Real Rob doesn’t paint a flattering picture of Schneider’s personal life. Granted, Larry David in Curb Your Enthusiasm could be a jerk, too, but it felt more justified there and was actually funny. I stopped laughing at Real Rob in Episode 2. That’s when they busted out the cliched vasectomy storyline. I mean, seriously… if you’re already doing a vasectomy story in the second episode, your show’s never going to last. And the delivery is so scattered. Episodes are randomly interrupted by scenes of Schneider doing stand-up. Is he still performing stand-up in real life? The show doesn’t ever acknowledge this. It feels out of place. But not as out of place as the cutaway talking head interviews. Then suddenly, it’s like we’re watching a reality TV show. But nothing else about the presentation suggests it’s supposed to be taken that way.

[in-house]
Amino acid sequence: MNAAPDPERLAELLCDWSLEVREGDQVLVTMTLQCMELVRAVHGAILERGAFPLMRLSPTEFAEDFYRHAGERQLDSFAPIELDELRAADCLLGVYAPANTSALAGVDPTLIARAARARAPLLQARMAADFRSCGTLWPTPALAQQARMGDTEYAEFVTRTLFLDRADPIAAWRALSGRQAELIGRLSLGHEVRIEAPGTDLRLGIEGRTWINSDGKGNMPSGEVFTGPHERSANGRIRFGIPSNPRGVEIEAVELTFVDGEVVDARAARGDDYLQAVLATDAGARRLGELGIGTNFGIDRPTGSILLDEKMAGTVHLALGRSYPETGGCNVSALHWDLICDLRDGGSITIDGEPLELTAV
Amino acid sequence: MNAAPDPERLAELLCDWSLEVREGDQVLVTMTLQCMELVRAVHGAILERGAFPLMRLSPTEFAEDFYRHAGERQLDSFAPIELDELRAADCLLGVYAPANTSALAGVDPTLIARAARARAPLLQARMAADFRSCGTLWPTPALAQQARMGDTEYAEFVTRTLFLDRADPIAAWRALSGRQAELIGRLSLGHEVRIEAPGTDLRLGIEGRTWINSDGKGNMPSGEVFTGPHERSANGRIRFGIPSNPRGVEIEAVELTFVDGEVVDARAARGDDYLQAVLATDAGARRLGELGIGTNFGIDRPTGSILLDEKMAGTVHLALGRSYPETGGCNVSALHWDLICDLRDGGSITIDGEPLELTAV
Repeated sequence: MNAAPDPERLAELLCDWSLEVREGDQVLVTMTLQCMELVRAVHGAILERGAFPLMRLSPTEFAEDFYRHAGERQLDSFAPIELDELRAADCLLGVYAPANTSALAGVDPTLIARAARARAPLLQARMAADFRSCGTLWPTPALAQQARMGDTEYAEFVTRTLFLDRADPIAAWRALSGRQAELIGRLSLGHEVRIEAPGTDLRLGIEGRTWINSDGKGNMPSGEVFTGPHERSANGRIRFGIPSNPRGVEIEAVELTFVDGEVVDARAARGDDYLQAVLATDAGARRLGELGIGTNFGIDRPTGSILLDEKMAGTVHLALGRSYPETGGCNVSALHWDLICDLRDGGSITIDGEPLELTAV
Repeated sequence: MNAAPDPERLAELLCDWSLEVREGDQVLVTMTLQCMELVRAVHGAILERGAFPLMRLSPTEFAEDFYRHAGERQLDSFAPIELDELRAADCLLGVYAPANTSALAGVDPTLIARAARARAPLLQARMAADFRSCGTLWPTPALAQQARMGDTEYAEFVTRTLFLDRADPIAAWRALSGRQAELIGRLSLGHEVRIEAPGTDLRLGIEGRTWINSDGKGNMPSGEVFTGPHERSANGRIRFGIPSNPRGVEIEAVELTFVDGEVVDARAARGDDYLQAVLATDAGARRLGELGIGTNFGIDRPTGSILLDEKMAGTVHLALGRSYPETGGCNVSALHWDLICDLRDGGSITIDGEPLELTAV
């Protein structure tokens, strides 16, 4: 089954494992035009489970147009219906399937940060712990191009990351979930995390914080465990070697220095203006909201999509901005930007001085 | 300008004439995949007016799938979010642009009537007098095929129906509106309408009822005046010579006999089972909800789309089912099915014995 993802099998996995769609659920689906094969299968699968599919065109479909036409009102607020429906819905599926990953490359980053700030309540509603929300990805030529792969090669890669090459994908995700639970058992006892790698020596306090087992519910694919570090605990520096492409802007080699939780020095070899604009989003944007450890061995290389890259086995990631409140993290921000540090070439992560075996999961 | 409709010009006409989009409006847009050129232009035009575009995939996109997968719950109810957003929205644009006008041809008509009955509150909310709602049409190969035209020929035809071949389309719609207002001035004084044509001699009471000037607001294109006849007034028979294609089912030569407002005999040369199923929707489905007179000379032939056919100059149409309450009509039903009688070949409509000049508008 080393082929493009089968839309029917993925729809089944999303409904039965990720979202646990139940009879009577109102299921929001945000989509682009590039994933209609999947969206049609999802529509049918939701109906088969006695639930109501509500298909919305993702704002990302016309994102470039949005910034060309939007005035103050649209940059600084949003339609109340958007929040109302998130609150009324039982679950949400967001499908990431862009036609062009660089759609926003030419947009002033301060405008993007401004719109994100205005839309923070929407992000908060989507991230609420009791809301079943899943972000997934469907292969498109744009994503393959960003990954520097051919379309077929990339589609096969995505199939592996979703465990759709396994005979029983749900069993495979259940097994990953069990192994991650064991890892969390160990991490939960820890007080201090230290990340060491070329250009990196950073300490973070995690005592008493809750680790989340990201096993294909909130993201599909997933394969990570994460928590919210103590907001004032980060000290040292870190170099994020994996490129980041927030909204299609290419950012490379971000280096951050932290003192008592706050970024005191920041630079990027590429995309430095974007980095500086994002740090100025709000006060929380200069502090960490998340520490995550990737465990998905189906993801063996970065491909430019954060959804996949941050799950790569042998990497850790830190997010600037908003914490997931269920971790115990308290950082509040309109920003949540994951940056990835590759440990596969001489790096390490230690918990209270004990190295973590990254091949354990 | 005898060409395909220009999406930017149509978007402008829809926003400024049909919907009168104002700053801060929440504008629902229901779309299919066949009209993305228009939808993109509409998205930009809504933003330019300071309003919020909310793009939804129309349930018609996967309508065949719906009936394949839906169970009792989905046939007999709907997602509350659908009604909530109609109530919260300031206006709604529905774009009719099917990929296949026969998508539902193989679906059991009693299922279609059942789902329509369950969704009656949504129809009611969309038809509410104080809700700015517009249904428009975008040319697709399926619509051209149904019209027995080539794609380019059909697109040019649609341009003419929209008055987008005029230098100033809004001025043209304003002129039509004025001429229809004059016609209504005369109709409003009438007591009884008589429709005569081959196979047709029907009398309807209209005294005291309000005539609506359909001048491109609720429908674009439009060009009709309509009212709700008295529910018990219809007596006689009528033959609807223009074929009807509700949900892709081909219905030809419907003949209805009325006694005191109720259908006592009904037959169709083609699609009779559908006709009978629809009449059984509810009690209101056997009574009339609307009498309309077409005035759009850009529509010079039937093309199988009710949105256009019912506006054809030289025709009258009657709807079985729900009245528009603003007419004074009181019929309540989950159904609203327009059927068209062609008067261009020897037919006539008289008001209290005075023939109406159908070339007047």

Don’t worry, if those segments bother you, the show abandons them near the end, anyway. But that late in the game, Real Rob has already resorted to cringe-worthy impressions and scenes of having diarrhea on the toilet, so who knows what they were going for. Any sympathy the show may have tried to convey in the beginning is completely lost, and what we’re left with is basically an Adam Sandler movie without the Sandler. What’s funny is that one of Real Rob’s storylines is about Schneider getting upset over the changes a TV network wants to make to a show he wrote. But if Real Rob is what happens when Schneider gets his way, then he should really go back to listening to the network.